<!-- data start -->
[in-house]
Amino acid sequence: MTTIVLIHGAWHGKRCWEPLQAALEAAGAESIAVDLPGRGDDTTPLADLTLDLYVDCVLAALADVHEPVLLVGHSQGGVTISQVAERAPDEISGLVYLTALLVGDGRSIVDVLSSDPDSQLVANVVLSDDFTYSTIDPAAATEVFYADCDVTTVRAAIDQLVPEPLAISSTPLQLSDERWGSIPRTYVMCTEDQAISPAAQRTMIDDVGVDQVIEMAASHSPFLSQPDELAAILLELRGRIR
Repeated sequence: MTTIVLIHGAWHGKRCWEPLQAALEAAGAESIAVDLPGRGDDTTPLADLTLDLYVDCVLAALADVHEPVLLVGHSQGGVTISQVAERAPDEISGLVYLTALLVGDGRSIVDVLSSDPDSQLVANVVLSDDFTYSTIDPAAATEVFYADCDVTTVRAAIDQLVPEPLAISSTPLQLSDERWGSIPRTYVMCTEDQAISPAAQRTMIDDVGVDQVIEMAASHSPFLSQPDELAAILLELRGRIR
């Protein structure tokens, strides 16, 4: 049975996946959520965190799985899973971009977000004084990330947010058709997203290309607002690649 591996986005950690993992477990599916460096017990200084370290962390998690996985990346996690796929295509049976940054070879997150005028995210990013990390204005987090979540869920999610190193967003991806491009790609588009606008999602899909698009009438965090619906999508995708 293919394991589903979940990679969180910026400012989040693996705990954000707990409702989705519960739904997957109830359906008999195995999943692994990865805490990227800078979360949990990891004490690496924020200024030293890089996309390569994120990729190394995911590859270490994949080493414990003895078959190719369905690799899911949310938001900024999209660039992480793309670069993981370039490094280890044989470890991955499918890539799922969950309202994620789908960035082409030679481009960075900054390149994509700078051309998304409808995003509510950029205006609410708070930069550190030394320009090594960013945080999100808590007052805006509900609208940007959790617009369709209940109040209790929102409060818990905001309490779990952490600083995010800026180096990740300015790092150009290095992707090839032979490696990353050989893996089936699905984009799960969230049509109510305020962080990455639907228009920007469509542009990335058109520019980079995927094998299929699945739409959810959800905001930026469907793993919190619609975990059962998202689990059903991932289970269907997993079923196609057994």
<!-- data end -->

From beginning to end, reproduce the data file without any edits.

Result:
[in-house]
Amino acid sequence: MTTIVLIHGAWHGKRCWEPLQAALEAAGAESIAVDLPGRGDDTTPLADLTLDLYVDCVLAALADVHEPVLLVGHSQGGVTISQVAERAPDEISGLVYLTALLVGDGRSIVDVLSSDPDSQLVANVVLSDDFTYSTIDPAAATEVFYADCDVTTVRAAIDQLVPEPLAISSTPLQLSDERWGSIPRTYVMCTEDQAISPAAQRTMIDDVGVDQVIEMAASHSPFLSQPDELAAILLELRGRIR
Repeated sequence: MTTIVLIHGAWHGKRCWEPLQAALEAAGAESIAVDLPGRGDDTTPLADLTLDLYVDCVLAALADVHEPVLLVGHSQGGVTISQVAERAPDEISGLVYLTALLVGDGRSIVDVLSSDPDSQLVANVVLSDDFTYSTIDPAAATEVFYADCDVTTVRAAIDQLVPEPLAISSTPLQLSDERWGSIPRTYVMCTEDQAISPAAQRTMIDDVGVDQVIEMAASHSPFLSQPDELAAILLELRGRIR
């Protein structure tokens, strides 16, 4: 049975996946959520965190799985899973971009977000004084990330947010058709997203290309607002690649 591996986005950690993992477990599916460096017990200084370290962390998690996985990346996690796929295509049976940054070879997150005028995210990013990390204005987090979540869920999610190193967003991806491009790609588009606008999602899909698009009438965090619906999508995708 293919394991589903979940990679969180910026400012989040693996705990954000707990409702989705519960739904997957109830359906008999195995999943692994990865805490990227800078979360949990990891004490690496924020200024030293890089996309390569994120990729190394995911590859270490994949080493414990003895078959190719369905690799899911949310938001900024999209660039992480793309670069993981370039490094280890044989470890991955499918890539799922969950309202994620789908960035082409030679481009960075900054390149994509700078051309998304409808995003509510950029205006609410708070930069550190030394320009090594960013945080999100808590007052805006509900609208940007959790617009369709209940109040209790929102409060818990905001309490779990952490600083995010800026180096990740300015790092150009290095992707090839032979490696990353050989893996089936699905984009799960969230049509109510305020962080990455639907228009920007469509542009990335058109520019980079995927094998299929699945739409959810959800905001930026469907793993919190619609975990059962998202689990059903991932289970269907997993079923196609057994």